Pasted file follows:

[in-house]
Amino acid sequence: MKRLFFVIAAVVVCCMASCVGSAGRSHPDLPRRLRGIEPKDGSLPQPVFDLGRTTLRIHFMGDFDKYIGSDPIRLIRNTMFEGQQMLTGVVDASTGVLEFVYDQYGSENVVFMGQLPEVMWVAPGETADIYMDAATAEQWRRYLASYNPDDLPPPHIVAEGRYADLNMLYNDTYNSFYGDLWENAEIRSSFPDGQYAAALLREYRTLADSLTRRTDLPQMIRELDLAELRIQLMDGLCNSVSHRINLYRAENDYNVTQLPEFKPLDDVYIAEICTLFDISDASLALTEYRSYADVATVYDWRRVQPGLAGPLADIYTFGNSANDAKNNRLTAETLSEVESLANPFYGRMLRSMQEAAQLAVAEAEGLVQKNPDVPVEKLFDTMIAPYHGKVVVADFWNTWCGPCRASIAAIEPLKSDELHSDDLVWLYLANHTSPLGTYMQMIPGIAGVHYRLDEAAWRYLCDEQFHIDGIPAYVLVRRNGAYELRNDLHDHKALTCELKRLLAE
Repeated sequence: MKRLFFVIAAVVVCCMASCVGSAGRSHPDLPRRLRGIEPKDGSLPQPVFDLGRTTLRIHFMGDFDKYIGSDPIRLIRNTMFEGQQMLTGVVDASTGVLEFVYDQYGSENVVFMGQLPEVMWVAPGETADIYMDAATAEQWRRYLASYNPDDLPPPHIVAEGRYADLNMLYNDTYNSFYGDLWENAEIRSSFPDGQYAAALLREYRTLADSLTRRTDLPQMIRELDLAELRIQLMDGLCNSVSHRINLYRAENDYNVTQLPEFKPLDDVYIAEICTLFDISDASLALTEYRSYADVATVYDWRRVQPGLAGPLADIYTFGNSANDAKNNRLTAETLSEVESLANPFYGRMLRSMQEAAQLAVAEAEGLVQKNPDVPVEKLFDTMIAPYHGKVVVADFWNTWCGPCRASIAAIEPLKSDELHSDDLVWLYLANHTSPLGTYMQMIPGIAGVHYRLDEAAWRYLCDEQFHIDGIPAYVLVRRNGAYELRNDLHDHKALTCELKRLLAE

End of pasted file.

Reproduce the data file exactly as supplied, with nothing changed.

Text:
[in-house]
Amino acid sequence: MKRLFFVIAAVVVCCMASCVGSAGRSHPDLPRRLRGIEPKDGSLPQPVFDLGRTTLRIHFMGDFDKYIGSDPIRLIRNTMFEGQQMLTGVVDASTGVLEFVYDQYGSENVVFMGQLPEVMWVAPGETADIYMDAATAEQWRRYLASYNPDDLPPPHIVAEGRYADLNMLYNDTYNSFYGDLWENAEIRSSFPDGQYAAALLREYRTLADSLTRRTDLPQMIRELDLAELRIQLMDGLCNSVSHRINLYRAENDYNVTQLPEFKPLDDVYIAEICTLFDISDASLALTEYRSYADVATVYDWRRVQPGLAGPLADIYTFGNSANDAKNNRLTAETLSEVESLANPFYGRMLRSMQEAAQLAVAEAEGLVQKNPDVPVEKLFDTMIAPYHGKVVVADFWNTWCGPCRASIAAIEPLKSDELHSDDLVWLYLANHTSPLGTYMQMIPGIAGVHYRLDEAAWRYLCDEQFHIDGIPAYVLVRRNGAYELRNDLHDHKALTCELKRLLAE
Repeated sequence: MKRLFFVIAAVVVCCMASCVGSAGRSHPDLPRRLRGIEPKDGSLPQPVFDLGRTTLRIHFMGDFDKYIGSDPIRLIRNTMFEGQQMLTGVVDASTGVLEFVYDQYGSENVVFMGQLPEVMWVAPGETADIYMDAATAEQWRRYLASYNPDDLPPPHIVAEGRYADLNMLYNDTYNSFYGDLWENAEIRSSFPDGQYAAALLREYRTLADSLTRRTDLPQMIRELDLAELRIQLMDGLCNSVSHRINLYRAENDYNVTQLPEFKPLDDVYIAEICTLFDISDASLALTEYRSYADVATVYDWRRVQPGLAGPLADIYTFGNSANDAKNNRLTAETLSEVESLANPFYGRMLRSMQEAAQLAVAEAEGLVQKNPDVPVEKLFDTMIAPYHGKVVVADFWNTWCGPCRASIAAIEPLKSDELHSDDLVWLYLANHTSPLGTYMQMIPGIAGVHYRLDEAAWRYLCDEQFHIDGIPAYVLVRRNGAYELRNDLHDHKALTCELKRLLAE